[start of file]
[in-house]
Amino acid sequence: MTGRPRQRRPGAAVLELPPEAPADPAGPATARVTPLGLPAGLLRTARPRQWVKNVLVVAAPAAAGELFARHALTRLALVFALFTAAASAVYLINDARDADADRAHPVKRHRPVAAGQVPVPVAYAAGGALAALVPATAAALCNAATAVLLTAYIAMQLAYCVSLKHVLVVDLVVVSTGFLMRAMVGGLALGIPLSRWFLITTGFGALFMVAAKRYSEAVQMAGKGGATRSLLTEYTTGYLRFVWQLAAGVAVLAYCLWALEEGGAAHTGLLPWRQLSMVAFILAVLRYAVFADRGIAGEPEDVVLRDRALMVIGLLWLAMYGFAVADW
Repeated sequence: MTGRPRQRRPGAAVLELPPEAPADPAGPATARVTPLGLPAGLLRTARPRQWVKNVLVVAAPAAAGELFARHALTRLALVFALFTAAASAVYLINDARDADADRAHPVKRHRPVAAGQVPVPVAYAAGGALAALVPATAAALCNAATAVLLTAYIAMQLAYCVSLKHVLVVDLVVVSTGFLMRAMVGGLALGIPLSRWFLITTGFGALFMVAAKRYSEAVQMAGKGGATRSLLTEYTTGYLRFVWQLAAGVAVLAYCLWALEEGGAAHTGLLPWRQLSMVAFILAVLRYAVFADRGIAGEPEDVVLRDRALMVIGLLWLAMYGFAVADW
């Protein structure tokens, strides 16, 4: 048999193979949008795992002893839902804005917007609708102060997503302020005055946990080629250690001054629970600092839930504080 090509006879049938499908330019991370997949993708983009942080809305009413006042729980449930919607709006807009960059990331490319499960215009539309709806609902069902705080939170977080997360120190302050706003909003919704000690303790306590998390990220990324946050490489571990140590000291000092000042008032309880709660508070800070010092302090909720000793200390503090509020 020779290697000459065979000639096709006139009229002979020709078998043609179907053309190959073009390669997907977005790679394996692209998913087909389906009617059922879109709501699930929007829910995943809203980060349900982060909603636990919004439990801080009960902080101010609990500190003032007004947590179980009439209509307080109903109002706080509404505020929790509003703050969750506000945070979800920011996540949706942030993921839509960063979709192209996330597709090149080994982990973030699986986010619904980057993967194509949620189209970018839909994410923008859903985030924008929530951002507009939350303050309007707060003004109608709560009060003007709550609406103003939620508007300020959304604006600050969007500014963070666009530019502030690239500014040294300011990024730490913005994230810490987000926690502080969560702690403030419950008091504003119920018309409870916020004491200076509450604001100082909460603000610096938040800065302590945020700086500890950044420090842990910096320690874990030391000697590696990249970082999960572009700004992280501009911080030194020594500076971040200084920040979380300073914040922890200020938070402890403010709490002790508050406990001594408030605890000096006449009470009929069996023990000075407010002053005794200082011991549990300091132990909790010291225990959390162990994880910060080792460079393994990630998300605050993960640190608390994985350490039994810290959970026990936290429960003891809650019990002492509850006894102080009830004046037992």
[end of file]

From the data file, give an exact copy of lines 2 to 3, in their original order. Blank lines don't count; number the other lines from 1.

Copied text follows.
Amino acid sequence: MTGRPRQRRPGAAVLELPPEAPADPAGPATARVTPLGLPAGLLRTARPRQWVKNVLVVAAPAAAGELFARHALTRLALVFALFTAAASAVYLINDARDADADRAHPVKRHRPVAAGQVPVPVAYAAGGALAALVPATAAALCNAATAVLLTAYIAMQLAYCVSLKHVLVVDLVVVSTGFLMRAMVGGLALGIPLSRWFLITTGFGALFMVAAKRYSEAVQMAGKGGATRSLLTEYTTGYLRFVWQLAAGVAVLAYCLWALEEGGAAHTGLLPWRQLSMVAFILAVLRYAVFADRGIAGEPEDVVLRDRALMVIGLLWLAMYGFAVADW
Repeated sequence: MTGRPRQRRPGAAVLELPPEAPADPAGPATARVTPLGLPAGLLRTARPRQWVKNVLVVAAPAAAGELFARHALTRLALVFALFTAAASAVYLINDARDADADRAHPVKRHRPVAAGQVPVPVAYAAGGALAALVPATAAALCNAATAVLLTAYIAMQLAYCVSLKHVLVVDLVVVSTGFLMRAMVGGLALGIPLSRWFLITTGFGALFMVAAKRYSEAVQMAGKGGATRSLLTEYTTGYLRFVWQLAAGVAVLAYCLWALEEGGAAHTGLLPWRQLSMVAFILAVLRYAVFADRGIAGEPEDVVLRDRALMVIGLLWLAMYGFAVADW